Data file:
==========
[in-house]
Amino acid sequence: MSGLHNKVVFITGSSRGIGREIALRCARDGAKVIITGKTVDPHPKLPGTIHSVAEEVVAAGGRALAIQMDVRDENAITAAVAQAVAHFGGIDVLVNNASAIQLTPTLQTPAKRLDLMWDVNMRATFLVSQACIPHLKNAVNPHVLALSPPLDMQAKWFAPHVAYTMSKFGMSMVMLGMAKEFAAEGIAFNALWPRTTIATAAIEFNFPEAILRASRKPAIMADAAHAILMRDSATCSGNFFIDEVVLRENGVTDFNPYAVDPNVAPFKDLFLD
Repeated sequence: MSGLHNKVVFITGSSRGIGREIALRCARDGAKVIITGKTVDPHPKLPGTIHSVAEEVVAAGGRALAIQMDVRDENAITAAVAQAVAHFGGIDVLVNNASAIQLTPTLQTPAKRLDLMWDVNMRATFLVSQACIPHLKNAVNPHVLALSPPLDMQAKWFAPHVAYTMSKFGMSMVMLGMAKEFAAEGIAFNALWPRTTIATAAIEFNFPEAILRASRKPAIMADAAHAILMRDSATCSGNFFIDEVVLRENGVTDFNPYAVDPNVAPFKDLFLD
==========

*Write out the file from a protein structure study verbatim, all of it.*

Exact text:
[in-house]
Amino acid sequence: MSGLHNKVVFITGSSRGIGREIALRCARDGAKVIITGKTVDPHPKLPGTIHSVAEEVVAAGGRALAIQMDVRDENAITAAVAQAVAHFGGIDVLVNNASAIQLTPTLQTPAKRLDLMWDVNMRATFLVSQACIPHLKNAVNPHVLALSPPLDMQAKWFAPHVAYTMSKFGMSMVMLGMAKEFAAEGIAFNALWPRTTIATAAIEFNFPEAILRASRKPAIMADAAHAILMRDSATCSGNFFIDEVVLRENGVTDFNPYAVDPNVAPFKDLFLD
Repeated sequence: MSGLHNKVVFITGSSRGIGREIALRCARDGAKVIITGKTVDPHPKLPGTIHSVAEEVVAAGGRALAIQMDVRDENAITAAVAQAVAHFGGIDVLVNNASAIQLTPTLQTPAKRLDLMWDVNMRATFLVSQACIPHLKNAVNPHVLALSPPLDMQAKWFAPHVAYTMSKFGMSMVMLGMAKEFAAEGIAFNALWPRTTIATAAIEFNFPEAILRASRKPAIMADAAHAILMRDSATCSGNFFIDEVVLRENGVTDFNPYAVDPNVAPFKDLFLD